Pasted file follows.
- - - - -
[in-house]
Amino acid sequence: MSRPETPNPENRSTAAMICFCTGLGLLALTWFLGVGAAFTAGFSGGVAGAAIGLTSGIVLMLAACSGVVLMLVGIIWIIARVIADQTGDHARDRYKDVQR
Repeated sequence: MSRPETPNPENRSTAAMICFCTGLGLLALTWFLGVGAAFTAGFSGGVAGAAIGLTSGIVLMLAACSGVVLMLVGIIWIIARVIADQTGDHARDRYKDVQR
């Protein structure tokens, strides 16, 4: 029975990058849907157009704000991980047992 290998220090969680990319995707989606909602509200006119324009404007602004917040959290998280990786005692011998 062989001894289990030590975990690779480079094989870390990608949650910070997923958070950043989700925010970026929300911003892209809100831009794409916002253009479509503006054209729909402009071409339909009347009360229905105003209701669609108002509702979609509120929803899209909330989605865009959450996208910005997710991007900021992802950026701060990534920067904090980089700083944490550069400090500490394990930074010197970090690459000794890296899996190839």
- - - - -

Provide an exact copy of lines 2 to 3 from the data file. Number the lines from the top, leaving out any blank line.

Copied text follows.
Amino acid sequence: MSRPETPNPENRSTAAMICFCTGLGLLALTWFLGVGAAFTAGFSGGVAGAAIGLTSGIVLMLAACSGVVLMLVGIIWIIARVIADQTGDHARDRYKDVQR
Repeated sequence: MSRPETPNPENRSTAAMICFCTGLGLLALTWFLGVGAAFTAGFSGGVAGAAIGLTSGIVLMLAACSGVVLMLVGIIWIIARVIADQTGDHARDRYKDVQR